“When he wasn’t playing point [at last year’s Nike Hoop Summitt], because he was paired up with Dennis Schröder … Exum had no clue how to cut or move without the ball. He just literally stood in the corner.”

“I think he always has to have the ball in his hands to be effective.”

He also quoted a Western Conference scout who recalled watching Exum face Schröder in drills:

“Let me tell you, Dennis Schröder kicked the [expletive] out of him in every one-on-one drill,” the scout said. “It was sad, because here was this young, gangly kid, and Schröder was tying him into knots.”

Given his inability to play off the ball and questionable outside shot, this would be a long-term point guard project for the Hawks. Fortunately, he will be long gone by the time the Hawks pick.

10. Julius Randle

In addition to concerns about Randle’s previous foot injury and the prospect of needing surgery, there’s this:

Randle later clarified that he didn’t skip the workout due to the GQ interview but because he felt he had showed the Celtics “enough” in the first workout. Randle has top 5 talent but lack of ambition makes me hesitant to include him in my top 15.

11. Rodney Hood

Having analyzed the defensive deficiencies of Mike Scott, Hood’s defense is almost comical. So why is he on this list? As I said, I would pick a defensive wing if one was available in this draft after Wiggins. Since that player is not available, I’ll take Hood, who combines the 3rd-best pure point rating (which balances assist ratio against the negative value of turnovers) among small forwards in this draft with the skill that could have helped the Hawks win a playoff series this season: shooting. If the Hawks take Hood, they’re going to have to help him figure it out on defense.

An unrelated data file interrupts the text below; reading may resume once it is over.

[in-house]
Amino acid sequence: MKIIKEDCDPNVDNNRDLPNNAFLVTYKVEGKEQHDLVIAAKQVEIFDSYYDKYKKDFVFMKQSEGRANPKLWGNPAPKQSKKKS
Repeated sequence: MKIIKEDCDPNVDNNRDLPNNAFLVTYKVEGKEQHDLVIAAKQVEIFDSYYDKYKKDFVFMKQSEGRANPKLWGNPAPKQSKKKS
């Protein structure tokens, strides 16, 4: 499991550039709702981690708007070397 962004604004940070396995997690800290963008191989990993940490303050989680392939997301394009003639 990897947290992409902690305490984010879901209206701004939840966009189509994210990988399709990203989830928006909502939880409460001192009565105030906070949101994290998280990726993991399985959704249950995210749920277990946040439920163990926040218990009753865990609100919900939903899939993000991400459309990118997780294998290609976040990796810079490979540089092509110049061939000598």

12. Nick Stauskas

Stauskas is a similar prospect to Hood with the 2nd-highest true shooting percentage and 3rd-highest pure point rating among shooting guard prospects. As with Hood, Stauskas’ defense leaves a lot to be desired. He also ranks at the bottom among shooting guards in steals and pace-adjusted rebounds per 40 minutes. Nevertheless, his skills as a shooter and playmaker, combined with ideal height for the position, make him a good risk.

13. Mitch McGary

I smell a rat with regards to McGary’s decision to shut down workouts, given questions about his injury history and the red flag regarding his positive test for weed. Here’s what Chad Ford had to say:

A likely candidate for the promise to McGary would seem to be the Thunder, which owns picks 21 and 29. It’s possible McGary shut down workouts because he got a promise in the late first round from a preferred destination, i.e. a contender such as OKC. If I’m Ferry and I suspect that Sam Presti, the draft prestidigitator, has his eyes on a prospect, I try to get there first. People forget that McGary was dominant in Michigan’s run to the NCAA title game two seasons ago. If Ford says he’s healthy, I’m in. McGary can score, pass, get to the basket and his shot isn’t broken. He also had the best rebound rate among power forwards in this draft.

14. Jusuf Nurkic

It’s tough when you get down to the bottom of these things and you already have a list of players you’ve excluded. I’ll be honest, Nurkic doesn’t impress me at all. The best comparison I can find is Nikola Pekovic, a bruising rebounder and offensive force who doesn’t make an impact on defense. How many playoff appearances have the Timberwolves made lately? Since I missed on Mason Plumlee last year (as did about 15 NBA GMs), I’ll cut the kid some slack and put him down here as a draft-and-stash prospect.